Intellectual PropertyTrademarks

Difference Between Trademark and Design?

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An Overview: Difference between Trademark and Design

A trademark protects the symbols or words you use to identify a product as emanating from your own company. A design registration, on the other hand, will allow you to protect the physical appearance of a distinctive product that you intend to sell to the general public (as long as that appearance does not interfere with the product’s function in any way). Under some conditions, both types of protection may be available to cover a single design, providing extra benefits to the owner of these rights.

Key Differences between Trademark and Design

The distinctions between trademark and design registration are as follows. Knowing the distinctions can help you make an educated decision about which IP protection method to choose.

Trademark registration is intended to protect the emblem of a firm. The appearance of the trademark is the determining factor in determining what is a trademark. There is protection in place so that other companies cannot use the same mark without danger of being sued. A trademark search is also required prior to the registration process. Design registration is intended to protect the product’s design. We’re not just talking about how the product appears here; we’re also talking about what the product does.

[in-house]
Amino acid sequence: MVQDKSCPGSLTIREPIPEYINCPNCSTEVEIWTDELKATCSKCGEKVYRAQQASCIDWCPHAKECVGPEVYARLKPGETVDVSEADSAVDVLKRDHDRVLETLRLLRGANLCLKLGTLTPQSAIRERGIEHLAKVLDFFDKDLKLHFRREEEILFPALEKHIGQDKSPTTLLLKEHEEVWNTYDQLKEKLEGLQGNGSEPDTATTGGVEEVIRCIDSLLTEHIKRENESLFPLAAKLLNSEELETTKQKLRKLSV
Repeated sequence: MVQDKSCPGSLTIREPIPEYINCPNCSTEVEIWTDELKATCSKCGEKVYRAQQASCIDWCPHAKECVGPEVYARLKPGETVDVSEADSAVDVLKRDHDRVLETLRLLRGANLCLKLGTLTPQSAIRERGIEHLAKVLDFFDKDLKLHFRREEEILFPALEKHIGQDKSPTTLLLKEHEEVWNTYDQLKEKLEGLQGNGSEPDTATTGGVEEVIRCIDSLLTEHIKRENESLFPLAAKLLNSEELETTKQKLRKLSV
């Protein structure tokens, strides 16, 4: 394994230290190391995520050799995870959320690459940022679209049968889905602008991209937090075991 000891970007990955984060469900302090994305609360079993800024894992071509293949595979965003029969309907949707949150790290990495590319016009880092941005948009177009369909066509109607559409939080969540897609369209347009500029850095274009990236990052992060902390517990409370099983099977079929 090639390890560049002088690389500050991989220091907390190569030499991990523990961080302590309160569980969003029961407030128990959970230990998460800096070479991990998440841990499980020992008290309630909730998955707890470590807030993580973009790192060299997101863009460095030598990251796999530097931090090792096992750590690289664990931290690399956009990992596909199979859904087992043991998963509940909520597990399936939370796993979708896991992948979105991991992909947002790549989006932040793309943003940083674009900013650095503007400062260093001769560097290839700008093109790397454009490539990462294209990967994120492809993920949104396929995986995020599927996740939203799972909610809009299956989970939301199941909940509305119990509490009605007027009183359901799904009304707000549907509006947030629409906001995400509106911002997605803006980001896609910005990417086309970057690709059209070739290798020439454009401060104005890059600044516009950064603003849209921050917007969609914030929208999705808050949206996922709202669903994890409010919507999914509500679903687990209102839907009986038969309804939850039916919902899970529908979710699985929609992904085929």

The Trademark Act of 1999 protects trademarks. This statute stipulates that a mark that may be graphically depicted and distinguishes one person’s goods and services from those of another can only be considered for registration. The Design Act of 2000 protects a design. Only the shape, configuration, ornament, pattern, or composition of lines or colours applied to an article by any industrial process or means, whether manual, mechanical or chemical, separate or combined, which in the finished article can be seen by the eye, are protected by this act.

A trademark has some legal protection. As a result, under legal recourse and representation, an unregistered trademark is not refused. A Design has some legal rights as well. These rights, however, are not as potent as trademarks. To that purpose, if the real article does not match the documentation, some type of corrective action can be done.

A trademark might be a wordmark, a logo, a form, or simply a single word. To that aim, it must be distinct, but it does not require creativity. A design has a specific function and application. It’s more than a depiction. Experts must have developed it to that purpose. As a result, it must be creative.

The Takeaway

In order to ensure all-around protection of your company’s brand and products offered, trademark and design protection is an absolute must. Get in touch with the experts at Zolvit at the earliest to get the process started. Contact our team today!

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